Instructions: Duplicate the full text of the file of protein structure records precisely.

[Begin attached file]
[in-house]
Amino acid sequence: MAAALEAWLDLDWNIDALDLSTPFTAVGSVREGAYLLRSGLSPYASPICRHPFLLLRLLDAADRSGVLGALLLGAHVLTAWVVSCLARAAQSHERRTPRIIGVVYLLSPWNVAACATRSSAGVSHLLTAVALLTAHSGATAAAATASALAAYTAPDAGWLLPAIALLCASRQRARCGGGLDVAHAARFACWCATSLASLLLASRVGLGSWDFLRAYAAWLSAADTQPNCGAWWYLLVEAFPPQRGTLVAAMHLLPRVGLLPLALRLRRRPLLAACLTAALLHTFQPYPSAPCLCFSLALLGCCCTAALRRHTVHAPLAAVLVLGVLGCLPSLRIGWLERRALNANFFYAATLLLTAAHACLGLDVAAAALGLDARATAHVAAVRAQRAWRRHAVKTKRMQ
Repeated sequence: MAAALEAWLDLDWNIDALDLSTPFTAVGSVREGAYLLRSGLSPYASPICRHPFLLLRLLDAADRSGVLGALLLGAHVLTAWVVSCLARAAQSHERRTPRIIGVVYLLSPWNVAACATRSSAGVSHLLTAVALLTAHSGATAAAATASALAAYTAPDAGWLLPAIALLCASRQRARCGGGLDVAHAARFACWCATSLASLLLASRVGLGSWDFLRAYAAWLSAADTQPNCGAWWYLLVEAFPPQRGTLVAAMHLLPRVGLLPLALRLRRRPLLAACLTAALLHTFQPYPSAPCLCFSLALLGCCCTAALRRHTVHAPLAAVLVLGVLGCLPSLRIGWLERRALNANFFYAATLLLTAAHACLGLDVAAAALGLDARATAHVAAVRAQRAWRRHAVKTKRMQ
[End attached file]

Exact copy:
[in-house]
Amino acid sequence: MAAALEAWLDLDWNIDALDLSTPFTAVGSVREGAYLLRSGLSPYASPICRHPFLLLRLLDAADRSGVLGALLLGAHVLTAWVVSCLARAAQSHERRTPRIIGVVYLLSPWNVAACATRSSAGVSHLLTAVALLTAHSGATAAAATASALAAYTAPDAGWLLPAIALLCASRQRARCGGGLDVAHAARFACWCATSLASLLLASRVGLGSWDFLRAYAAWLSAADTQPNCGAWWYLLVEAFPPQRGTLVAAMHLLPRVGLLPLALRLRRRPLLAACLTAALLHTFQPYPSAPCLCFSLALLGCCCTAALRRHTVHAPLAAVLVLGVLGCLPSLRIGWLERRALNANFFYAATLLLTAAHACLGLDVAAAALGLDARATAHVAAVRAQRAWRRHAVKTKRMQ
Repeated sequence: MAAALEAWLDLDWNIDALDLSTPFTAVGSVREGAYLLRSGLSPYASPICRHPFLLLRLLDAADRSGVLGALLLGAHVLTAWVVSCLARAAQSHERRTPRIIGVVYLLSPWNVAACATRSSAGVSHLLTAVALLTAHSGATAAAATASALAAYTAPDAGWLLPAIALLCASRQRARCGGGLDVAHAARFACWCATSLASLLLASRVGLGSWDFLRAYAAWLSAADTQPNCGAWWYLLVEAFPPQRGTLVAAMHLLPRVGLLPLALRLRRRPLLAACLTAALLHTFQPYPSAPCLCFSLALLGCCCTAALRRHTVHAPLAAVLVLGVLGCLPSLRIGWLERRALNANFFYAATLLLTAAHACLGLDVAAAALGLDARATAHVAAVRAQRAWRRHAVKTKRMQ